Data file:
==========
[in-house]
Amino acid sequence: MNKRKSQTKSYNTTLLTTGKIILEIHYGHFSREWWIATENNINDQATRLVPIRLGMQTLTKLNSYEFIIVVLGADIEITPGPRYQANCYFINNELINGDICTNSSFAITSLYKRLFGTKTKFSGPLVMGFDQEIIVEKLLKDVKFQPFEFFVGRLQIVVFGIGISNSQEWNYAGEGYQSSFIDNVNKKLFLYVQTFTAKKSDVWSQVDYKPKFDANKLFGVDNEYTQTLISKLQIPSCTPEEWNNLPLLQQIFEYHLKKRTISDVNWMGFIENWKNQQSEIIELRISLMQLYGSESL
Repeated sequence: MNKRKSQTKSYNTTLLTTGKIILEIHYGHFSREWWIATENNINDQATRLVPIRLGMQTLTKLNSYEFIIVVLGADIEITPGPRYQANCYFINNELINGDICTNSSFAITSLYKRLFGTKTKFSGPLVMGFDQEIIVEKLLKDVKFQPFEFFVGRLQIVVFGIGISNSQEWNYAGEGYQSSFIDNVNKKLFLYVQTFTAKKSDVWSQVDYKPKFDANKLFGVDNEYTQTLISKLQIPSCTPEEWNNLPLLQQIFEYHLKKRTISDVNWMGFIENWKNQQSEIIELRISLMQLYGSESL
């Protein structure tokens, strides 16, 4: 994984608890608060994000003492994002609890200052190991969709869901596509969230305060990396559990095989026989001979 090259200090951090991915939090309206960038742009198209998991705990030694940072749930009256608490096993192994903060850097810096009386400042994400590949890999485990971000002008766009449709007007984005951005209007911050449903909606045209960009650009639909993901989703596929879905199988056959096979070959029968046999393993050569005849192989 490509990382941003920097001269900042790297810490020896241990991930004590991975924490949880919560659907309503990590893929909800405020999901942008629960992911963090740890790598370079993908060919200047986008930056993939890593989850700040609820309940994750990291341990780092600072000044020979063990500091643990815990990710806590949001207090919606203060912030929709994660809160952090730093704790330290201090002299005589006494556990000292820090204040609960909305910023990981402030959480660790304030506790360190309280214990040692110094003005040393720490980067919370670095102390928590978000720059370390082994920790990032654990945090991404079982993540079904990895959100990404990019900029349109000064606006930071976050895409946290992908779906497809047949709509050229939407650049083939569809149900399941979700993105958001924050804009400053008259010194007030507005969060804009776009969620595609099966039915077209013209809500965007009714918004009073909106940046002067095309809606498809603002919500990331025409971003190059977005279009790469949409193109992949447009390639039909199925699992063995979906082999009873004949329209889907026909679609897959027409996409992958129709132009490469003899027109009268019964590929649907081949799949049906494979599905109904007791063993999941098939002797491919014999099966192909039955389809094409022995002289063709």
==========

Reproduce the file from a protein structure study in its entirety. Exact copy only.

[in-house]
Amino acid sequence: MNKRKSQTKSYNTTLLTTGKIILEIHYGHFSREWWIATENNINDQATRLVPIRLGMQTLTKLNSYEFIIVVLGADIEITPGPRYQANCYFINNELINGDICTNSSFAITSLYKRLFGTKTKFSGPLVMGFDQEIIVEKLLKDVKFQPFEFFVGRLQIVVFGIGISNSQEWNYAGEGYQSSFIDNVNKKLFLYVQTFTAKKSDVWSQVDYKPKFDANKLFGVDNEYTQTLISKLQIPSCTPEEWNNLPLLQQIFEYHLKKRTISDVNWMGFIENWKNQQSEIIELRISLMQLYGSESL
Repeated sequence: MNKRKSQTKSYNTTLLTTGKIILEIHYGHFSREWWIATENNINDQATRLVPIRLGMQTLTKLNSYEFIIVVLGADIEITPGPRYQANCYFINNELINGDICTNSSFAITSLYKRLFGTKTKFSGPLVMGFDQEIIVEKLLKDVKFQPFEFFVGRLQIVVFGIGISNSQEWNYAGEGYQSSFIDNVNKKLFLYVQTFTAKKSDVWSQVDYKPKFDANKLFGVDNEYTQTLISKLQIPSCTPEEWNNLPLLQQIFEYHLKKRTISDVNWMGFIENWKNQQSEIIELRISLMQLYGSESL
């Protein structure tokens, strides 16, 4: 994984608890608060994000003492994002609890200052190991969709869901596509969230305060990396559990095989026989001979 090259200090951090991915939090309206960038742009198209998991705990030694940072749930009256608490096993192994903060850097810096009386400042994400590949890999485990971000002008766009449709007007984005951005209007911050449903909606045209960009650009639909993901989703596929879905199988056959096979070959029968046999393993050569005849192989 490509990382941003920097001269900042790297810490020896241990991930004590991975924490949880919560659907309503990590893929909800405020999901942008629960992911963090740890790598370079993908060919200047986008930056993939890593989850700040609820309940994750990291341990780092600072000044020979063990500091643990815990990710806590949001207090919606203060912030929709994660809160952090730093704790330290201090002299005589006494556990000292820090204040609960909305910023990981402030959480660790304030506790360190309280214990040692110094003005040393720490980067919370670095102390928590978000720059370390082994920790990032654990945090991404079982993540079904990895959100990404990019900029349109000064606006930071976050895409946290992908779906497809047949709509050229939407650049083939569809149900399941979700993105958001924050804009400053008259010194007030507005969060804009776009969620595609099966039915077209013209809500965007009714918004009073909106940046002067095309809606498809603002919500990331025409971003190059977005279009790469949409193109992949447009390639039909199925699992063995979906082999009873004949329209889907026909679609897959027409996409992958129709132009490469003899027109009268019964590929649907081949799949049906494979599905109904007791063993999941098939002797491919014999099966192909039955389809094409022995002289063709």